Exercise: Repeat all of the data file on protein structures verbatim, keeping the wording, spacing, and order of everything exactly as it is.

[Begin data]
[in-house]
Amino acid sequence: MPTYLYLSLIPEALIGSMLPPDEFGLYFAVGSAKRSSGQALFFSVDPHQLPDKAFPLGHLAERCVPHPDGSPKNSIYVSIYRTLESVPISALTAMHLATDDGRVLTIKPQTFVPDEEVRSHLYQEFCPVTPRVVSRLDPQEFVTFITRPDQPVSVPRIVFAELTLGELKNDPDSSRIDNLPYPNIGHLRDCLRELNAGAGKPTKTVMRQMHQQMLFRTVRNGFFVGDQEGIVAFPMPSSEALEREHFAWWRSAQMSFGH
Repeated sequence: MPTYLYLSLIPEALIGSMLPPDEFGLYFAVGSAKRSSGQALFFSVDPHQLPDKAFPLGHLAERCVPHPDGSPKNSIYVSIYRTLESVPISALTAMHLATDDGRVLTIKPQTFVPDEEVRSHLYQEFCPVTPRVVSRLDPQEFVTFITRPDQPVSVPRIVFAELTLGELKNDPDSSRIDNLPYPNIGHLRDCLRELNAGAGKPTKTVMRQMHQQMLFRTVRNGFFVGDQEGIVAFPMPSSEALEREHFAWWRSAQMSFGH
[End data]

[in-house]
Amino acid sequence: MPTYLYLSLIPEALIGSMLPPDEFGLYFAVGSAKRSSGQALFFSVDPHQLPDKAFPLGHLAERCVPHPDGSPKNSIYVSIYRTLESVPISALTAMHLATDDGRVLTIKPQTFVPDEEVRSHLYQEFCPVTPRVVSRLDPQEFVTFITRPDQPVSVPRIVFAELTLGELKNDPDSSRIDNLPYPNIGHLRDCLRELNAGAGKPTKTVMRQMHQQMLFRTVRNGFFVGDQEGIVAFPMPSSEALEREHFAWWRSAQMSFGH
Repeated sequence: MPTYLYLSLIPEALIGSMLPPDEFGLYFAVGSAKRSSGQALFFSVDPHQLPDKAFPLGHLAERCVPHPDGSPKNSIYVSIYRTLESVPISALTAMHLATDDGRVLTIKPQTFVPDEEVRSHLYQEFCPVTPRVVSRLDPQEFVTFITRPDQPVSVPRIVFAELTLGELKNDPDSSRIDNLPYPNIGHLRDCLRELNAGAGKPTKTVMRQMHQQMLFRTVRNGFFVGDQEGIVAFPMPSSEALEREHFAWWRSAQMSFGH